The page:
3.65 out of 4 stars.
Move over Malcolm Gladwell! We have a new business sociologist in town. Only this time he is a little less dense with his points of interest. This is a refreshing change of events for a reader that likes to not only learn but ENJOY while learning and reading.
Adam Grant takes on the idea of Originality (if you couldn’t tell by the direct title). Through the chapters, Grant finds way to entice the readers with success stories that were NOT accomplished by the social norm.
Right off the bat we are introduced to the background on the eye accessories brand, Warby Parker. This group of guys was cut down from the beginning when they created this idea in college. Everyone was saying if they wanted to make something big they would have to make it their full-time job and quit school. This is what the norm has been – “grinding” and “hustling” with no distractions like an education. However, the WP founders begged the differ. They were not interested in a high risk execution that left them making rash decisions in the heat of desperation. Instead, they wanted to take their time and have a back up plan with a degree in case Warby didn’t work out. Grant pointed out the good things that can come from sticking with your gut and running a business the way that makes you comfortable. Don’t do anything out of the idea, “this is how it has always been done”. I write this post wearing my own Warby Parker Mallory glasses that I was able to purchase for 95 dollars instead of the 550 dollar glasses that my ophthalmologist was trying to sell me so I would like to say thank you to the guys that believed they knew what was best and stayed true to themselves.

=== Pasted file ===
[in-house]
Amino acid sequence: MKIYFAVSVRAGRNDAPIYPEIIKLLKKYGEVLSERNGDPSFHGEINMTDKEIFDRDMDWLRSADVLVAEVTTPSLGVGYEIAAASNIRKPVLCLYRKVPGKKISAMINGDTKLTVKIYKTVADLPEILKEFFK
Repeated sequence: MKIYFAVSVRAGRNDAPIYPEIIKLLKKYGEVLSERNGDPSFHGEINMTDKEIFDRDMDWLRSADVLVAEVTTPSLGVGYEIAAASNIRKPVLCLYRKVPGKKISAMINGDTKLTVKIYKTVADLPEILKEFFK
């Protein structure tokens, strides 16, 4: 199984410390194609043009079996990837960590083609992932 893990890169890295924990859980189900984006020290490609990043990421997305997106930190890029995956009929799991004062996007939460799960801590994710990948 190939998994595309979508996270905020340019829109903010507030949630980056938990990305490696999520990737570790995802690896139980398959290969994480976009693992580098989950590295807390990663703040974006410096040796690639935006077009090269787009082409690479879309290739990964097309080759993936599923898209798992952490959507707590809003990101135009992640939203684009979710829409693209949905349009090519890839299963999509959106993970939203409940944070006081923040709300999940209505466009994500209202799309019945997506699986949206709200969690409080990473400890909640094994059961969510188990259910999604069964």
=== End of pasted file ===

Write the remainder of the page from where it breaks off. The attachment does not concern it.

“Originals” is jam-packed with cases like the above. The way I read it was that it was written for anyone that feels like they not only want to be creative in their concepts for a business but also the ways they want to run it. For example, Grant tells us about an investment business in Connecticut by the name of Bridgewater Associates. Although the business idea of an investment company is not anything new, the way that Ray Dalio runs it is a unique situation.
Ray Dalio encourages his employees to have open dialogue regarding performance and it doesn’t matter which level you are. For example, if an entry-level position employee is in a meeting that one of the Vice Presidents is presenting in and it is not going well than the entry-level position employee has the right to email the Vice President and let them know their concerns. Of course this goes against the grain that in a work environment we should not be making waves and calling people out on their setbacks, especially if they are our superior. However, Dalio insists that open communication and dialogue is the only way to improve a worker and make them more well-rounded. Without constructive feedback than workers will just keep making the same mistake. Similar to the Warby Parker founders, Dalio is a success story on his own terms and this may contribute to why he is worth 12.5 billion dollars because he sticks to what he believes is right even if others are pointing him in the opposite direction.
Overall, this is a promising concept of a book to read up on because it is saying that the underdog has a chance and the future belongs to those that are not interested in the blue print of success.
As someone who adores self-help and personal development books I have run into the problem a lot while reading these types of books that I am finding a lot of interesting points but it was a struggle to get through the dry content to get the takeaways. I was pleasantly surprised that Grant was able to write in a way that was fun, to the point and brought up a lot of relevant and current stories.